ANKARA — Turkey has undertaken an ambitious, three-part effort to make the nation a “space power” by 2023, the republic’s centennial.
To achieve that broadly defined goal, the Turks are working to synchronize efforts to build an anti-missile system, develop a long-range offensive missile capability, and construct the country’s first launch center to place satellites in orbit.
“When combined successfully, these three ventures will make Turkey a space power,” said one senior military officer familiar with space and related programs. “We are aware that this is an ambitious goal, but certainly not unattainable, given our fast-growing experience and technological infrastructure.”
Turkey is expected to decide later this year on how to proceed with its plans to build a long-range air-defense and anti-missile system, a program dubbed T-LORAMIDS.
T-LORAMIDS would consist of radars, launchers and interceptor missiles. It has been designed to counter aircraft and missiles. Turkey has no long-range air defense systems.
The bidders are a US partnership of Raytheon and Lockheed Martin, offering the Patriot air defense system; Russia’s Rosoboronexport, marketing the S-300; the China Precision Machinery Export-Import Corp., offering its HQ-9; and the Italian-French consortium Eurosam, maker of the Surface-to-Air Missile Platform/Terrain Aster 30.
Procurement officials have indicated Turkey is leaning toward adopting a Chinese long-range anti-missile system, though it might be impossible to integrate the system with its existing NATO architecture. The Chinese proposal was found to be technologically satisfactory, allowed technology transfer and was much cheaper than rival proposals, officials said.
The decision to select the Chinese contender awaits final approval from Defense Minister Ismet Yilmaz and Prime Minister Recep Tayyip Erdogan.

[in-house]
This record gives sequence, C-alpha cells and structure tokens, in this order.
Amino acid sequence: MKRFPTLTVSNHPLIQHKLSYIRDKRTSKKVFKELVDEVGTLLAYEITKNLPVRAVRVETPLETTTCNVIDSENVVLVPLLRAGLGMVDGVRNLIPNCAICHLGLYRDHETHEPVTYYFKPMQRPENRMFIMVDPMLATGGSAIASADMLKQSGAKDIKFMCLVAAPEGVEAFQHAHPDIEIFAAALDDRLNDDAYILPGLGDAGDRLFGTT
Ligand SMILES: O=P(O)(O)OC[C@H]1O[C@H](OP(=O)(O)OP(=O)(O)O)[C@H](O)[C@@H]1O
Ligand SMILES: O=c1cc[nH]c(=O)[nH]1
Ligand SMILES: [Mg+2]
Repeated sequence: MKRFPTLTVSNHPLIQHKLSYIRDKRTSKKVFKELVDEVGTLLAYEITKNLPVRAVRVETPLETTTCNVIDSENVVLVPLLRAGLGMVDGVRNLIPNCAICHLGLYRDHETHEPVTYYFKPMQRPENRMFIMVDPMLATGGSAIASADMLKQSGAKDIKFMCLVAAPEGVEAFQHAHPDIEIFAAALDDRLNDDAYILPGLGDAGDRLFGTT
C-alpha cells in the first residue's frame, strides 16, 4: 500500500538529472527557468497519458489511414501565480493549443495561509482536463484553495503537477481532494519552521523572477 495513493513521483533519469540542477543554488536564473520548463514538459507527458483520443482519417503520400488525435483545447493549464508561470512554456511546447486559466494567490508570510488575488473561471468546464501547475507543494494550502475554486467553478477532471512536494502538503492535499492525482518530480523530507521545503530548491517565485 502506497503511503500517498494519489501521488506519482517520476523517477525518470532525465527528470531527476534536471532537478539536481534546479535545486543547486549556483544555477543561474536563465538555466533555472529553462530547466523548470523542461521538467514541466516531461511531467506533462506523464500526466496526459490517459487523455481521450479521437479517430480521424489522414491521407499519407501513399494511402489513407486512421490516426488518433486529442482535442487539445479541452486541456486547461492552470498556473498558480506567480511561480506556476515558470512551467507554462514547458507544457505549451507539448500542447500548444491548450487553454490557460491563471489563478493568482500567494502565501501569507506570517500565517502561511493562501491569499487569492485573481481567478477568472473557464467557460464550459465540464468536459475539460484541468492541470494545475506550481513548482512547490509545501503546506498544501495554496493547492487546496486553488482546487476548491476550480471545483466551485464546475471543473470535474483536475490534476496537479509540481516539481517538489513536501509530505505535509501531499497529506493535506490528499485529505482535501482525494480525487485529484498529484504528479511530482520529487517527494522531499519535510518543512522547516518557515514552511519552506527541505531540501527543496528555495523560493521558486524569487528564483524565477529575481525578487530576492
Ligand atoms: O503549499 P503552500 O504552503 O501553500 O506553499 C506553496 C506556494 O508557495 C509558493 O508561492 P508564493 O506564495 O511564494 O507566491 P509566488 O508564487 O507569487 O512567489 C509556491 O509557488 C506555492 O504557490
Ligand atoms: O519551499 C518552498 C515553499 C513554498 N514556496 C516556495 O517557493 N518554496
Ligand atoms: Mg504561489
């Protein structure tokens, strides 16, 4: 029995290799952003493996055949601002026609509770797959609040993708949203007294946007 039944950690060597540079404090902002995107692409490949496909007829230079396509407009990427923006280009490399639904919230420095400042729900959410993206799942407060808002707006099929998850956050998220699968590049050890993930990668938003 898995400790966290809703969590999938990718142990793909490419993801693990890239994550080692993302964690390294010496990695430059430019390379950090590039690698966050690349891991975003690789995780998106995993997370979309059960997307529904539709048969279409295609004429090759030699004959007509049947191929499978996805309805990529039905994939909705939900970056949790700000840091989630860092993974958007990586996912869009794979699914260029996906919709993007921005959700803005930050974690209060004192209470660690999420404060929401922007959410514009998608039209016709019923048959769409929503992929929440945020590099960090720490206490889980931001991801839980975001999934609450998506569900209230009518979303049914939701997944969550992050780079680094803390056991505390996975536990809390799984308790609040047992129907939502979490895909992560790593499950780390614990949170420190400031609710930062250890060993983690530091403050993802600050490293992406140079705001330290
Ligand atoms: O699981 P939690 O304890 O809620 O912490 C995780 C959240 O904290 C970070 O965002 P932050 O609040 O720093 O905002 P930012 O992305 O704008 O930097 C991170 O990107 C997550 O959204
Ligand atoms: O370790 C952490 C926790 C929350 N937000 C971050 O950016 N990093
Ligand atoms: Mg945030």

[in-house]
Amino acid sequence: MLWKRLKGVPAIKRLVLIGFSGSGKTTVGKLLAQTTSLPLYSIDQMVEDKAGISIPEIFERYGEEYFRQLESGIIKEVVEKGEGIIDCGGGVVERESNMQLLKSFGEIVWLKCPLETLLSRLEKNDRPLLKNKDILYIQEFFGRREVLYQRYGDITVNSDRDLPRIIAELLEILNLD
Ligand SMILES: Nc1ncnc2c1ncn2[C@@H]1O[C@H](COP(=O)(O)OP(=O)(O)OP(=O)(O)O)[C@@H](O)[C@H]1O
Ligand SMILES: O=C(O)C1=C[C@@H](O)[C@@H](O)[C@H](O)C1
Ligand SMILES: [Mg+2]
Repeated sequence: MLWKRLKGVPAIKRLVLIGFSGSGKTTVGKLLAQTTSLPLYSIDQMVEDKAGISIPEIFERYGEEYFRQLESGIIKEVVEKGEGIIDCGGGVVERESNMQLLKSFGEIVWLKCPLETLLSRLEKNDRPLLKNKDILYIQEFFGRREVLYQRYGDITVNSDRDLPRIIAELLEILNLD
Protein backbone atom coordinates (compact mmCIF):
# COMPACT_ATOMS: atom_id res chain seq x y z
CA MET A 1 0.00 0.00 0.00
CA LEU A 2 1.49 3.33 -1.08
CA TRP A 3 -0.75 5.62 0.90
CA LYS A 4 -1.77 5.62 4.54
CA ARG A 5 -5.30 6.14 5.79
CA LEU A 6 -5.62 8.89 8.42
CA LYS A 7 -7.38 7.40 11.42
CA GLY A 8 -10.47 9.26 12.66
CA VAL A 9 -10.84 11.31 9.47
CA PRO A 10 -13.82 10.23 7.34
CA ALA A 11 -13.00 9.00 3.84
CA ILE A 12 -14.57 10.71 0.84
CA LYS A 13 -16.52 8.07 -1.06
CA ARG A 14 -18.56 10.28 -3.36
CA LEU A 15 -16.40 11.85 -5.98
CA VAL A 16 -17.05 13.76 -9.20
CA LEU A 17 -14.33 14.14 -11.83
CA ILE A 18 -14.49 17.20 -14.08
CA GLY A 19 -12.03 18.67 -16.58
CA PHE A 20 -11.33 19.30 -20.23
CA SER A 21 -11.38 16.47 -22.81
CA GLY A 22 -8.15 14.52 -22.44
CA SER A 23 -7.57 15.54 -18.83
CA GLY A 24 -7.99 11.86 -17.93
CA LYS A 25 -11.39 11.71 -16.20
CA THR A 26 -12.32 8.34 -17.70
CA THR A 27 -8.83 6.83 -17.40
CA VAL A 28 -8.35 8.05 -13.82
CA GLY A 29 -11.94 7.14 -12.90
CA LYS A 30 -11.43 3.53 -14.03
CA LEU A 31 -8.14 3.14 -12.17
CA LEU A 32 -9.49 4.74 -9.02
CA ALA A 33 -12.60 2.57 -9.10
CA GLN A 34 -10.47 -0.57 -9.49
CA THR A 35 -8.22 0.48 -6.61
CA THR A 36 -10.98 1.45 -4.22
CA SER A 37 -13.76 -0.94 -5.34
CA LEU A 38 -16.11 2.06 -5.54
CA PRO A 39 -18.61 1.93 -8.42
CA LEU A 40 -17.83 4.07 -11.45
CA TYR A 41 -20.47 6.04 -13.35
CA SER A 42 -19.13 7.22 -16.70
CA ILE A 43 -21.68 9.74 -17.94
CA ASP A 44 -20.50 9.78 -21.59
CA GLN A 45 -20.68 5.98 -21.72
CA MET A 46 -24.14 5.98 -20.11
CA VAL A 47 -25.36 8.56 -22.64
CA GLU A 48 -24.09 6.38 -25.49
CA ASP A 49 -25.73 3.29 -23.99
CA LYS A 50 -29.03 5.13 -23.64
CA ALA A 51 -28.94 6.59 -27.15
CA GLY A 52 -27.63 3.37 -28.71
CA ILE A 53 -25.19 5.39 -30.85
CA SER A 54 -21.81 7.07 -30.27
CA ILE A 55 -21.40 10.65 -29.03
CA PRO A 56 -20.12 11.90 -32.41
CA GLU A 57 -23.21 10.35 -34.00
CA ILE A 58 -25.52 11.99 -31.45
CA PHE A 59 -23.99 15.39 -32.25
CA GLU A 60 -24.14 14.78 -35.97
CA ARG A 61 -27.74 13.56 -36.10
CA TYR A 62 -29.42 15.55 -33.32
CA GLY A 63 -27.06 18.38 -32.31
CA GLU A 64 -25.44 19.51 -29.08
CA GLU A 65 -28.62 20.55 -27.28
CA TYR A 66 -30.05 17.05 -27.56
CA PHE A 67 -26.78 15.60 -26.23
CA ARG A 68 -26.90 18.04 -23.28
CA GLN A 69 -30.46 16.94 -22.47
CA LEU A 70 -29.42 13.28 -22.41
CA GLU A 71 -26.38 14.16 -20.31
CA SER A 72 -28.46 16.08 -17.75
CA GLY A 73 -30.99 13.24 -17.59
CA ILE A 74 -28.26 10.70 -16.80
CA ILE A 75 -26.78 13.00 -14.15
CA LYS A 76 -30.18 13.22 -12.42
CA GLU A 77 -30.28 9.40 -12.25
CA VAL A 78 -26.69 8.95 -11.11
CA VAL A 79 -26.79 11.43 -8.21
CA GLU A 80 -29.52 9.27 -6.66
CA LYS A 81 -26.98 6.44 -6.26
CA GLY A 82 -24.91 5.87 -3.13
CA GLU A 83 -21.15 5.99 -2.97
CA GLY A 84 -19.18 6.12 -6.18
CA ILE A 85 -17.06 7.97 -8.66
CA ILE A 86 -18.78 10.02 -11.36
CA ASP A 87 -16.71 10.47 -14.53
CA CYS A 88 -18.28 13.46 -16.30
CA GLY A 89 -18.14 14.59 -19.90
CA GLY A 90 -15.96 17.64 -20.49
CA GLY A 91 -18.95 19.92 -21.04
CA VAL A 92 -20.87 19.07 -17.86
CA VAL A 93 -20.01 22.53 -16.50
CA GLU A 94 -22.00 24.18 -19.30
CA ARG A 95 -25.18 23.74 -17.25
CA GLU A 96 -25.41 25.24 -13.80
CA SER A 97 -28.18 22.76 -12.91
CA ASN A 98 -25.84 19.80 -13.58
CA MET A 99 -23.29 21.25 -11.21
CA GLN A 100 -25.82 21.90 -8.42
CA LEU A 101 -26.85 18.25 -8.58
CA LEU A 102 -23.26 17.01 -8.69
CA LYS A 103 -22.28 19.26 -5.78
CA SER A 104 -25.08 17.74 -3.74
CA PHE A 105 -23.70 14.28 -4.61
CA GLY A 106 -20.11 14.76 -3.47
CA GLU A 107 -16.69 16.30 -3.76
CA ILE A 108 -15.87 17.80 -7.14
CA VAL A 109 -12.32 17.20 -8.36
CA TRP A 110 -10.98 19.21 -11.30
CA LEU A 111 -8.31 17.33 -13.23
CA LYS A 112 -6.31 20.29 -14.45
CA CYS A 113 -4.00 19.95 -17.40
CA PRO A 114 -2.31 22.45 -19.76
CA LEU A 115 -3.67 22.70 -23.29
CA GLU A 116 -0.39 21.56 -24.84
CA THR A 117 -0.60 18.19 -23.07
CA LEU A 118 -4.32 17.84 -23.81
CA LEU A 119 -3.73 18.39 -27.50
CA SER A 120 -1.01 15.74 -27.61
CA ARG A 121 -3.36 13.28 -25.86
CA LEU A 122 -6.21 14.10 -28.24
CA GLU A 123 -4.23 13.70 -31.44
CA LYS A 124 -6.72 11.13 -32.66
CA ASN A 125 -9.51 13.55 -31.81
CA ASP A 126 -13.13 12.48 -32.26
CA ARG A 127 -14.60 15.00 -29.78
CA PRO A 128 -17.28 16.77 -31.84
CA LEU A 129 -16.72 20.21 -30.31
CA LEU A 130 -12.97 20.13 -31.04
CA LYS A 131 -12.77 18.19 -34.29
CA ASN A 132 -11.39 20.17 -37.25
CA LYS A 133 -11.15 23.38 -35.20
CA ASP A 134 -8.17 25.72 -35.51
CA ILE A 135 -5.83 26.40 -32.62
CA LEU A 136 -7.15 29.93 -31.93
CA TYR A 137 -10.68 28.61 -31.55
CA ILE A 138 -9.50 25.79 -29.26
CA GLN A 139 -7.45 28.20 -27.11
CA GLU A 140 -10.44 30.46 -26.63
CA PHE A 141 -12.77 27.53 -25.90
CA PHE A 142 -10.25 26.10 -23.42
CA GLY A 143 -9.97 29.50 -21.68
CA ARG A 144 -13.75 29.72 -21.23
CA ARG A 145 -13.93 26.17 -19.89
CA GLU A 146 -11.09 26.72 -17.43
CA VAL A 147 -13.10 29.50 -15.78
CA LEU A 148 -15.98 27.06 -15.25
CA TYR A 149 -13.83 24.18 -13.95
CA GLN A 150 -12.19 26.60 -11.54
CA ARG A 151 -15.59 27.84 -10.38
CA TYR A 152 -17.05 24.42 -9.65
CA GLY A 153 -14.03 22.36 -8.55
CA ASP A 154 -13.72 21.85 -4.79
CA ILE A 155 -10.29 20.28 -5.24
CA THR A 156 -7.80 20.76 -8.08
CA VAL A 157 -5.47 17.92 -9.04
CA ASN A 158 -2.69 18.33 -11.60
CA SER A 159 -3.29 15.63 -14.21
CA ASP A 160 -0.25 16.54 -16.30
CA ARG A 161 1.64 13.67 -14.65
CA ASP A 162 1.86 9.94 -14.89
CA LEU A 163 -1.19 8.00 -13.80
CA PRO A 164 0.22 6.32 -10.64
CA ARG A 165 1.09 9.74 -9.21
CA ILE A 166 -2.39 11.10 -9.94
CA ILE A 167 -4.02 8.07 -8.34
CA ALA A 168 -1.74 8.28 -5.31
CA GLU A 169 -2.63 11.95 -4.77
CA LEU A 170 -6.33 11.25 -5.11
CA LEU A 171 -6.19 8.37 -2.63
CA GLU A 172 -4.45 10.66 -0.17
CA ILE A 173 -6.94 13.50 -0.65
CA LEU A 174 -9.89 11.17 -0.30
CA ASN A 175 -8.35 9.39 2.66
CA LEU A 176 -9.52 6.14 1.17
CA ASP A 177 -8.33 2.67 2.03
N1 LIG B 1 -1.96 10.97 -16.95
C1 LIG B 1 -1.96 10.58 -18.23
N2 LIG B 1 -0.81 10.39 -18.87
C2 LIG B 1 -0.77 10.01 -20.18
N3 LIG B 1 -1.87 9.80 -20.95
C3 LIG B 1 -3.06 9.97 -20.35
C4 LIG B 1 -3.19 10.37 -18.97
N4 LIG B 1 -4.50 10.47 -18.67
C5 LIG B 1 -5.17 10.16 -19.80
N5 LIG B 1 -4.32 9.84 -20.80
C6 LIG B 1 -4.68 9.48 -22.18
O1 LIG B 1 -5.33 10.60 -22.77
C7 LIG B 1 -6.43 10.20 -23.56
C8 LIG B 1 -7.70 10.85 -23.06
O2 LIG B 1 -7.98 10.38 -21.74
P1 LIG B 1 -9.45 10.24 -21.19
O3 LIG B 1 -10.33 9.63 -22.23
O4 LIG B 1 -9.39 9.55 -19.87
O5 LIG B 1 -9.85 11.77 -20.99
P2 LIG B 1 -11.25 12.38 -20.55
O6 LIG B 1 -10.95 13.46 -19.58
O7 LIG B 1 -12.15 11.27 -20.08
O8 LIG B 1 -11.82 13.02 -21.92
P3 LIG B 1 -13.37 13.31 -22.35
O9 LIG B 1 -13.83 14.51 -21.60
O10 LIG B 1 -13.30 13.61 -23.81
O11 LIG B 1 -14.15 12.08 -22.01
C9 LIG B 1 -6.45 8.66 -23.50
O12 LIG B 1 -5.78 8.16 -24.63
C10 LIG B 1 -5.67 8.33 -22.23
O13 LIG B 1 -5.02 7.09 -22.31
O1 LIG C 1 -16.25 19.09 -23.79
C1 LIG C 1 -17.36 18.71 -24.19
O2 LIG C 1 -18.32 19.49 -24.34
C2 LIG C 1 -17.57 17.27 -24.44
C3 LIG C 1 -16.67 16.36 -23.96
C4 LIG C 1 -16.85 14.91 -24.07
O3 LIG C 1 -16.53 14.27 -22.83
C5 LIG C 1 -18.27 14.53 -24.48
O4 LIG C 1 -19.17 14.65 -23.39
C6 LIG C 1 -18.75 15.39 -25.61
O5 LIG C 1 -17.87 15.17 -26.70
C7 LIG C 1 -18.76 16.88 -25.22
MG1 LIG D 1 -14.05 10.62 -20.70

Meanwhile, Turkey is working on another missile/space-related program, but details remain scant.
In 2011, the country announced plans to develop a missile with a maximum range of 2,500 kilometers, not revealing whether it would be a ballistic or cruise missile. Although little information about the program has been released, a Turkish Cabinet minister in January confirmed that the country possesses capabilities to produce a missile with a range of 800 kilometers.
TÜBÍTAK-Sage, an affiliate of state scientific institute TÜBÍTAK, has been awarded the development contract and has indicated that it intends to test a prototype within the next two years. However, independent analysts say this development plan appears to be overly ambitious.
The senior military officer would not comment on this program.
First Launching Center
The third part of the planned space architecture reached a milestone in July, when Turkey approved construction of its first launching center to serve the country’s mushrooming satellite programs.
Turkey’s defense procurement agency, the Undersecretariat for Defense Industries, signed a contract with the country’s national missile manufacturer, Roketsan, for pre-conceptual design work to build the Turkish Satellite Launching System (UFS). Under the contract, Roketsan will design the UFS to be capable of launching, initially, satellites into low-earth orbit (500 to 700 kilometers) through a launching center the company will build and the Turkish Air Force will operate.
Some of Turkey’s NATO allies fear that Ankara could also use the launching system for its planned 2,500-kilometer-range missiles, according to Western diplomats.
Right now, the Turkish military’s space-based assets are geared toward intelligence, surveillance and reconnaissance missions, and Turkey has so far depended on other nations to launch its satellites.
An observation satellite named Gokturk-2 was launched from Jiuquan, China, in December. The satellite was designed and built by TÜBÍTAK’s space technologies research unit, TÜBÍTAK-UZAY, in cooperation with Turkish Aerospace Industries (TAI).
Gokturk-2 is Turkey’s second national satellite following RASAT, also developed by TÜBÍTAK-UZAY and launched from Russia in 2011.
In an August report, TÜBÍTAK said Gokturk-2 passed the Defense Ministry’s acceptance tests on June 28.
This year, Turkey’s Defense Industry Executive Committee approved contract negotiations with TAI for domestic development of a synthetic aperture radar spacecraft dubbed Gokturk-3. TÜBÍTAK’s August report said that TÜBÍTAK’s proposals for Gokturk-3’s subsystems are being assessed by TAI.
The country also plans to launch Gokturk-1 in the next few years. Gokturk-1, under construction through a deal with Telespazio and Thales Alenia Space, is a larger and more powerful optical imaging spacecraft capable of sub-meter resolution that is similar to the French Pleiades observation satellites built by EADS-Astrium.
According to a government roadmap for military and civilian satellites, Turkey plans to send into orbit a total of 16 satellites by 2020.
A space industry expert based here said the next five years’ satellite contracts could amount to $2 billion. ■